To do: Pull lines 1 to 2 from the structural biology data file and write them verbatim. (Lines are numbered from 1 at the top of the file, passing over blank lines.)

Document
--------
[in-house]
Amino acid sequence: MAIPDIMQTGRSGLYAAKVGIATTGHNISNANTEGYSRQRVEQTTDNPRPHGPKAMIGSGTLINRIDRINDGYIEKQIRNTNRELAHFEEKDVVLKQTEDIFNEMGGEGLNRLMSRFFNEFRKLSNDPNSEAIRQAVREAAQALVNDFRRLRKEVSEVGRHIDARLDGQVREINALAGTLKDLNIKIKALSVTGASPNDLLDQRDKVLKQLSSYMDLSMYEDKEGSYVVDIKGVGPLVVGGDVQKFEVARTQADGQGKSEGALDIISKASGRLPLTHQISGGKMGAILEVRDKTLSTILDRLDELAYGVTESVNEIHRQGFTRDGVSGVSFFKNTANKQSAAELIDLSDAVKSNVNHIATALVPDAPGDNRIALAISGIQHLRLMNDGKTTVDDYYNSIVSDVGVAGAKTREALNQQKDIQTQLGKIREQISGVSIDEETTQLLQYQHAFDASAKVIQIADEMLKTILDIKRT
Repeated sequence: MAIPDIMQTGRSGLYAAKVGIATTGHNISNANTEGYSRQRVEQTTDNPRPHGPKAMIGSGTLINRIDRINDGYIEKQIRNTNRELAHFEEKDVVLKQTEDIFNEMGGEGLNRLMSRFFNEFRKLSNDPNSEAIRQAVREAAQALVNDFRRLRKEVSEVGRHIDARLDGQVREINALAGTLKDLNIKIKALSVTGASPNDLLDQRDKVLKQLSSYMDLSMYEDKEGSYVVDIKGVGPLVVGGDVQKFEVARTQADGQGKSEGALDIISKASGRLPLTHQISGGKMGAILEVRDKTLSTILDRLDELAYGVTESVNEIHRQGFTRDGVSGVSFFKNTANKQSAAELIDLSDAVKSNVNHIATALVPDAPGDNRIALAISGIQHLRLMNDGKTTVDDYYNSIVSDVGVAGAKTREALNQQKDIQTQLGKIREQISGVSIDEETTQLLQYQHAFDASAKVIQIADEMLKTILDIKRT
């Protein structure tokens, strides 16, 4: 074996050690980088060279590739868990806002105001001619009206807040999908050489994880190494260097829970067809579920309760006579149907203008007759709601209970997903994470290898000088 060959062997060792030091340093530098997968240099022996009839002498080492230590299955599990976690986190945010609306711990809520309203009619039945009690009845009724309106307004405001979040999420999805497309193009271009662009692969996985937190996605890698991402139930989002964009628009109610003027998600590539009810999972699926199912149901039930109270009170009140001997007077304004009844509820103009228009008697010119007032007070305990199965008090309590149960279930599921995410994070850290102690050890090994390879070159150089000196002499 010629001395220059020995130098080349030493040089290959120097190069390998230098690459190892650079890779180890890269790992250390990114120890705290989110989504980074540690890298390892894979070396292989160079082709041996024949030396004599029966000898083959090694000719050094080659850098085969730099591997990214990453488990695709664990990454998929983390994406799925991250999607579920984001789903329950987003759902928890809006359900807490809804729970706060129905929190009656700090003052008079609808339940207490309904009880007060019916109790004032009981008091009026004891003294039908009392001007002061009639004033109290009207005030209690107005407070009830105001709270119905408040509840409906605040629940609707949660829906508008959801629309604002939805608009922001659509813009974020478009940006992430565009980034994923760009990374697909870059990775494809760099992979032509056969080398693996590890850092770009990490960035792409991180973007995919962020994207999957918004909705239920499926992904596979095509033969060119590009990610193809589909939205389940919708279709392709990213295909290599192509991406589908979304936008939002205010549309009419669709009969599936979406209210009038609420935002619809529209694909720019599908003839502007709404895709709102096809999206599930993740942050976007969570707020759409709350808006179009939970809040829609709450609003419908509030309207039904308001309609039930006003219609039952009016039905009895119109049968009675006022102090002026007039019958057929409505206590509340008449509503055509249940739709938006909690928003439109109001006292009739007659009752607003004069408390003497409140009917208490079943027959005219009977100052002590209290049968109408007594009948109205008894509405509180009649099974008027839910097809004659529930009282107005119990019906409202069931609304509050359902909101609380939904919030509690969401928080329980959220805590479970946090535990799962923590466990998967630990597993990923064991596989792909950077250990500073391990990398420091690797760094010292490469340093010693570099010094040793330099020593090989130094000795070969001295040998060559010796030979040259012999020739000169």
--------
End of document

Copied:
[in-house]
Amino acid sequence: MAIPDIMQTGRSGLYAAKVGIATTGHNISNANTEGYSRQRVEQTTDNPRPHGPKAMIGSGTLINRIDRINDGYIEKQIRNTNRELAHFEEKDVVLKQTEDIFNEMGGEGLNRLMSRFFNEFRKLSNDPNSEAIRQAVREAAQALVNDFRRLRKEVSEVGRHIDARLDGQVREINALAGTLKDLNIKIKALSVTGASPNDLLDQRDKVLKQLSSYMDLSMYEDKEGSYVVDIKGVGPLVVGGDVQKFEVARTQADGQGKSEGALDIISKASGRLPLTHQISGGKMGAILEVRDKTLSTILDRLDELAYGVTESVNEIHRQGFTRDGVSGVSFFKNTANKQSAAELIDLSDAVKSNVNHIATALVPDAPGDNRIALAISGIQHLRLMNDGKTTVDDYYNSIVSDVGVAGAKTREALNQQKDIQTQLGKIREQISGVSIDEETTQLLQYQHAFDASAKVIQIADEMLKTILDIKRT